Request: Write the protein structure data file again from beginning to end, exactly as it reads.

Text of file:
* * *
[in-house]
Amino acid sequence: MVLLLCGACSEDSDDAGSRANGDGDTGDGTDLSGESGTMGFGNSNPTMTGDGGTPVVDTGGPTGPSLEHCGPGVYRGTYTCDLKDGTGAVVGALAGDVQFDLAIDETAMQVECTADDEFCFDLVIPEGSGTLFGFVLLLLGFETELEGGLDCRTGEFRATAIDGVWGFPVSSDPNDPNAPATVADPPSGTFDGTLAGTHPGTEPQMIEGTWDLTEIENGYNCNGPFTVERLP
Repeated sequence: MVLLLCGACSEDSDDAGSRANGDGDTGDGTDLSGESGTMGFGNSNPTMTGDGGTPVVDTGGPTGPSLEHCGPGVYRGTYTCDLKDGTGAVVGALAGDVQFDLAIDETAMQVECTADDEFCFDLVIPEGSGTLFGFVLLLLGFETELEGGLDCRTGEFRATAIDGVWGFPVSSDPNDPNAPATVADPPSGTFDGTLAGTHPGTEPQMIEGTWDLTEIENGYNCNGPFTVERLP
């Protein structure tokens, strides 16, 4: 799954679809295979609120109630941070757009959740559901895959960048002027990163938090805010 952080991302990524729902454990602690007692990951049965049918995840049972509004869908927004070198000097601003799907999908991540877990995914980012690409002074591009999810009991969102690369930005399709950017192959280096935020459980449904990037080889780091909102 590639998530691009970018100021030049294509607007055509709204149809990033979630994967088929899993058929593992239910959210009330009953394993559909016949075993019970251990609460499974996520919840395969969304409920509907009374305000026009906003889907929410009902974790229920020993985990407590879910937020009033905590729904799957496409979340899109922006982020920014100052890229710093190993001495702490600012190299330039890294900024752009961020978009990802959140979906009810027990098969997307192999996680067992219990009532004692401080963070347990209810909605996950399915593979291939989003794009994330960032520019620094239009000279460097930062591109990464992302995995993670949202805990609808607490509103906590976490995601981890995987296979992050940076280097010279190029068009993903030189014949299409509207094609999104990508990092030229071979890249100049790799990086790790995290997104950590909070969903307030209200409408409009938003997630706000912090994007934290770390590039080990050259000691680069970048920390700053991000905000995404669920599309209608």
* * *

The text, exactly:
[in-house]
Amino acid sequence: MVLLLCGACSEDSDDAGSRANGDGDTGDGTDLSGESGTMGFGNSNPTMTGDGGTPVVDTGGPTGPSLEHCGPGVYRGTYTCDLKDGTGAVVGALAGDVQFDLAIDETAMQVECTADDEFCFDLVIPEGSGTLFGFVLLLLGFETELEGGLDCRTGEFRATAIDGVWGFPVSSDPNDPNAPATVADPPSGTFDGTLAGTHPGTEPQMIEGTWDLTEIENGYNCNGPFTVERLP
Repeated sequence: MVLLLCGACSEDSDDAGSRANGDGDTGDGTDLSGESGTMGFGNSNPTMTGDGGTPVVDTGGPTGPSLEHCGPGVYRGTYTCDLKDGTGAVVGALAGDVQFDLAIDETAMQVECTADDEFCFDLVIPEGSGTLFGFVLLLLGFETELEGGLDCRTGEFRATAIDGVWGFPVSSDPNDPNAPATVADPPSGTFDGTLAGTHPGTEPQMIEGTWDLTEIENGYNCNGPFTVERLP
């Protein structure tokens, strides 16, 4: 799954679809295979609120109630941070757009959740559901895959960048002027990163938090805010 952080991302990524729902454990602690007692990951049965049918995840049972509004869908927004070198000097601003799907999908991540877990995914980012690409002074591009999810009991969102690369930005399709950017192959280096935020459980449904990037080889780091909102 590639998530691009970018100021030049294509607007055509709204149809990033979630994967088929899993058929593992239910959210009330009953394993559909016949075993019970251990609460499974996520919840395969969304409920509907009374305000026009906003889907929410009902974790229920020993985990407590879910937020009033905590729904799957496409979340899109922006982020920014100052890229710093190993001495702490600012190299330039890294900024752009961020978009990802959140979906009810027990098969997307192999996680067992219990009532004692401080963070347990209810909605996950399915593979291939989003794009994330960032520019620094239009000279460097930062591109990464992302995995993670949202805990609808607490509103906590976490995601981890995987296979992050940076280097010279190029068009993903030189014949299409509207094609999104990508990092030229071979890249100049790799990086790790995290997104950590909070969903307030209200409408409009938003997630706000912090994007934290770390590039080990050259000691680069970048920390700053991000905000995404669920599309209608």